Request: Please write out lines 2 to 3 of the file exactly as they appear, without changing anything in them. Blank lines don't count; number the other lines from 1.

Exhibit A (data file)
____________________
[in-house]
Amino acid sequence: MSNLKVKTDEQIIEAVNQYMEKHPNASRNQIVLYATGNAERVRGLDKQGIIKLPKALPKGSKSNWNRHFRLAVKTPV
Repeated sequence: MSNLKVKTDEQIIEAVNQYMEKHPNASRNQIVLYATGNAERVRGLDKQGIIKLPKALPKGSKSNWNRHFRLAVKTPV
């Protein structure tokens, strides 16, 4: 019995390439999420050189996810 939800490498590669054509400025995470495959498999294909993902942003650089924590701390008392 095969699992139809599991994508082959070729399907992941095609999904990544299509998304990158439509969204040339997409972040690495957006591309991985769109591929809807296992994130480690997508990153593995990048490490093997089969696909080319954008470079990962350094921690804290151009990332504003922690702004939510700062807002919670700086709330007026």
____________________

Amino acid sequence: MSNLKVKTDEQIIEAVNQYMEKHPNASRNQIVLYATGNAERVRGLDKQGIIKLPKALPKGSKSNWNRHFRLAVKTPV
Repeated sequence: MSNLKVKTDEQIIEAVNQYMEKHPNASRNQIVLYATGNAERVRGLDKQGIIKLPKALPKGSKSNWNRHFRLAVKTPV